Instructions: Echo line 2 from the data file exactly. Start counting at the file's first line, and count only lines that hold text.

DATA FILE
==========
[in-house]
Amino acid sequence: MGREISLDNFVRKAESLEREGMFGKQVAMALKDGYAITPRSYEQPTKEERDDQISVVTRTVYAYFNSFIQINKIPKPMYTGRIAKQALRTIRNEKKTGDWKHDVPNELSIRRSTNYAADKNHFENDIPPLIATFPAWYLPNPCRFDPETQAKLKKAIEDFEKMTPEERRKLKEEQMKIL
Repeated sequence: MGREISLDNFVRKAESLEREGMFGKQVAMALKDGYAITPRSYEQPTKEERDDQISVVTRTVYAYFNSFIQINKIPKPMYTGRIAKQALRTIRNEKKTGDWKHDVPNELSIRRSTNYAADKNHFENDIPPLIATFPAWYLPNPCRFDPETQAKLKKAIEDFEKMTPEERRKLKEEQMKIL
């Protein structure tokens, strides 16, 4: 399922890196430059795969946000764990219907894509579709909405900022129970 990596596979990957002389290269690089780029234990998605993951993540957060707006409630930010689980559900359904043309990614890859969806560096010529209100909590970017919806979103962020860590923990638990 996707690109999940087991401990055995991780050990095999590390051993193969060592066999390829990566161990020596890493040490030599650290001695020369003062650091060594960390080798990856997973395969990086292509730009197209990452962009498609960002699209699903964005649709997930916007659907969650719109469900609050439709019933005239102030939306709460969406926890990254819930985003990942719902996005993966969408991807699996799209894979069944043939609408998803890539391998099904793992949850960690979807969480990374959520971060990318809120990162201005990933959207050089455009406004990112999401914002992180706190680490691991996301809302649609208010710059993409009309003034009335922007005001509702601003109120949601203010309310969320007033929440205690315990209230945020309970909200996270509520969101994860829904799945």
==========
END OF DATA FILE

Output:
Amino acid sequence: MGREISLDNFVRKAESLEREGMFGKQVAMALKDGYAITPRSYEQPTKEERDDQISVVTRTVYAYFNSFIQINKIPKPMYTGRIAKQALRTIRNEKKTGDWKHDVPNELSIRRSTNYAADKNHFENDIPPLIATFPAWYLPNPCRFDPETQAKLKKAIEDFEKMTPEERRKLKEEQMKIL